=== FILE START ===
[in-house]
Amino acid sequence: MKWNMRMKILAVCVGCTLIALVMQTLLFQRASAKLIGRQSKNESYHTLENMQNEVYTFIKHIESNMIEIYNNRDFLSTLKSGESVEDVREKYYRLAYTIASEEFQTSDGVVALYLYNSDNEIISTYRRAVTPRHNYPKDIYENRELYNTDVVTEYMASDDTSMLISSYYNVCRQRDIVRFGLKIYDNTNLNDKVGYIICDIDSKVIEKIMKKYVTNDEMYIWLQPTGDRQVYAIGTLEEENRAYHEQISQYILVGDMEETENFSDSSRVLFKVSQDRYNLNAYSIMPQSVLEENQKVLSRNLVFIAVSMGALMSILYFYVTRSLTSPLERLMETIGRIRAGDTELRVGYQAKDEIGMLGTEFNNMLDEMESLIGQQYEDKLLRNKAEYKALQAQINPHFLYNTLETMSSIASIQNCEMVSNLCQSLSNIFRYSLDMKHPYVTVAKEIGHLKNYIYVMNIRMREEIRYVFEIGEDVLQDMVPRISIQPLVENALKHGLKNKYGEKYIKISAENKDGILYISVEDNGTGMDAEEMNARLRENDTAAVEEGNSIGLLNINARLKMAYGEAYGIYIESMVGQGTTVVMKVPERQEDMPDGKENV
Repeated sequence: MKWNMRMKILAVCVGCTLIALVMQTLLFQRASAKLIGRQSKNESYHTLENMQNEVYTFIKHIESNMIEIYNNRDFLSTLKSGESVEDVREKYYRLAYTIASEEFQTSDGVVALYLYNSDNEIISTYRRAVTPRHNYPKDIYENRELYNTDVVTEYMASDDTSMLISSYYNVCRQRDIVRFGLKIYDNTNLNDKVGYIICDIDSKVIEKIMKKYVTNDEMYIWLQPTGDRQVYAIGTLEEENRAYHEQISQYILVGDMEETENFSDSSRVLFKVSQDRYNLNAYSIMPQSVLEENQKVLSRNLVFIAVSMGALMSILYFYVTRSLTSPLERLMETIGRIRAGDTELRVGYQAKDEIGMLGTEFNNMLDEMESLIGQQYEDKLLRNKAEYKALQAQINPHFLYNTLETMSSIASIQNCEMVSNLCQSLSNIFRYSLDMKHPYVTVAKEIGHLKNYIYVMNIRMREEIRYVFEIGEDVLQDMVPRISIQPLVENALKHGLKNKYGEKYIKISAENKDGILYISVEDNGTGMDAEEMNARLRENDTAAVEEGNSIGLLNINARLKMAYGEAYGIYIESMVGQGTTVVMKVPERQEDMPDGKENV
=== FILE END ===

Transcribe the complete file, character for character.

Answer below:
[in-house]
Amino acid sequence: MKWNMRMKILAVCVGCTLIALVMQTLLFQRASAKLIGRQSKNESYHTLENMQNEVYTFIKHIESNMIEIYNNRDFLSTLKSGESVEDVREKYYRLAYTIASEEFQTSDGVVALYLYNSDNEIISTYRRAVTPRHNYPKDIYENRELYNTDVVTEYMASDDTSMLISSYYNVCRQRDIVRFGLKIYDNTNLNDKVGYIICDIDSKVIEKIMKKYVTNDEMYIWLQPTGDRQVYAIGTLEEENRAYHEQISQYILVGDMEETENFSDSSRVLFKVSQDRYNLNAYSIMPQSVLEENQKVLSRNLVFIAVSMGALMSILYFYVTRSLTSPLERLMETIGRIRAGDTELRVGYQAKDEIGMLGTEFNNMLDEMESLIGQQYEDKLLRNKAEYKALQAQINPHFLYNTLETMSSIASIQNCEMVSNLCQSLSNIFRYSLDMKHPYVTVAKEIGHLKNYIYVMNIRMREEIRYVFEIGEDVLQDMVPRISIQPLVENALKHGLKNKYGEKYIKISAENKDGILYISVEDNGTGMDAEEMNARLRENDTAAVEEGNSIGLLNINARLKMAYGEAYGIYIESMVGQGTTVVMKVPERQEDMPDGKENV
Repeated sequence: MKWNMRMKILAVCVGCTLIALVMQTLLFQRASAKLIGRQSKNESYHTLENMQNEVYTFIKHIESNMIEIYNNRDFLSTLKSGESVEDVREKYYRLAYTIASEEFQTSDGVVALYLYNSDNEIISTYRRAVTPRHNYPKDIYENRELYNTDVVTEYMASDDTSMLISSYYNVCRQRDIVRFGLKIYDNTNLNDKVGYIICDIDSKVIEKIMKKYVTNDEMYIWLQPTGDRQVYAIGTLEEENRAYHEQISQYILVGDMEETENFSDSSRVLFKVSQDRYNLNAYSIMPQSVLEENQKVLSRNLVFIAVSMGALMSILYFYVTRSLTSPLERLMETIGRIRAGDTELRVGYQAKDEIGMLGTEFNNMLDEMESLIGQQYEDKLLRNKAEYKALQAQINPHFLYNTLETMSSIASIQNCEMVSNLCQSLSNIFRYSLDMKHPYVTVAKEIGHLKNYIYVMNIRMREEIRYVFEIGEDVLQDMVPRISIQPLVENALKHGLKNKYGEKYIKISAENKDGILYISVEDNGTGMDAEEMNARLRENDTAAVEEGNSIGLLNINARLKMAYGEAYGIYIESMVGQGTTVVMKVPERQEDMPDGKENV